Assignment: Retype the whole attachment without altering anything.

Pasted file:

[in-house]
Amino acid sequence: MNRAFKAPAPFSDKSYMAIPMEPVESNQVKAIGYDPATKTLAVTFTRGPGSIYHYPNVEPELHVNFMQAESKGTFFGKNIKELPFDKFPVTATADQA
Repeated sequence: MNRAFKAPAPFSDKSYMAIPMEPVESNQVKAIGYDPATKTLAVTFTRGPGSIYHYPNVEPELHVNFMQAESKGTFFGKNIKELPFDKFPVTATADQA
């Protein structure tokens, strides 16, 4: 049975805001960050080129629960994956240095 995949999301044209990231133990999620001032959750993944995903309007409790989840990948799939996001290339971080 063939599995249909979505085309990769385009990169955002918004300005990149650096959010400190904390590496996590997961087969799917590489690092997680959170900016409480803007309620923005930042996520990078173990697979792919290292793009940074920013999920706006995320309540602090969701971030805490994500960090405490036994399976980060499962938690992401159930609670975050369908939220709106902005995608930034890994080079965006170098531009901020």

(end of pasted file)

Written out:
[in-house]
Amino acid sequence: MNRAFKAPAPFSDKSYMAIPMEPVESNQVKAIGYDPATKTLAVTFTRGPGSIYHYPNVEPELHVNFMQAESKGTFFGKNIKELPFDKFPVTATADQA
Repeated sequence: MNRAFKAPAPFSDKSYMAIPMEPVESNQVKAIGYDPATKTLAVTFTRGPGSIYHYPNVEPELHVNFMQAESKGTFFGKNIKELPFDKFPVTATADQA
């Protein structure tokens, strides 16, 4: 049975805001960050080129629960994956240095 995949999301044209990231133990999620001032959750993944995903309007409790989840990948799939996001290339971080 063939599995249909979505085309990769385009990169955002918004300005990149650096959010400190904390590496996590997961087969799917590489690092997680959170900016409480803007309620923005930042996520990078173990697979792919290292793009940074920013999920706006995320309540602090969701971030805490994500960090405490036994399976980060499962938690992401159930609670975050369908939220709106902005995608930034890994080079965006170098531009901020």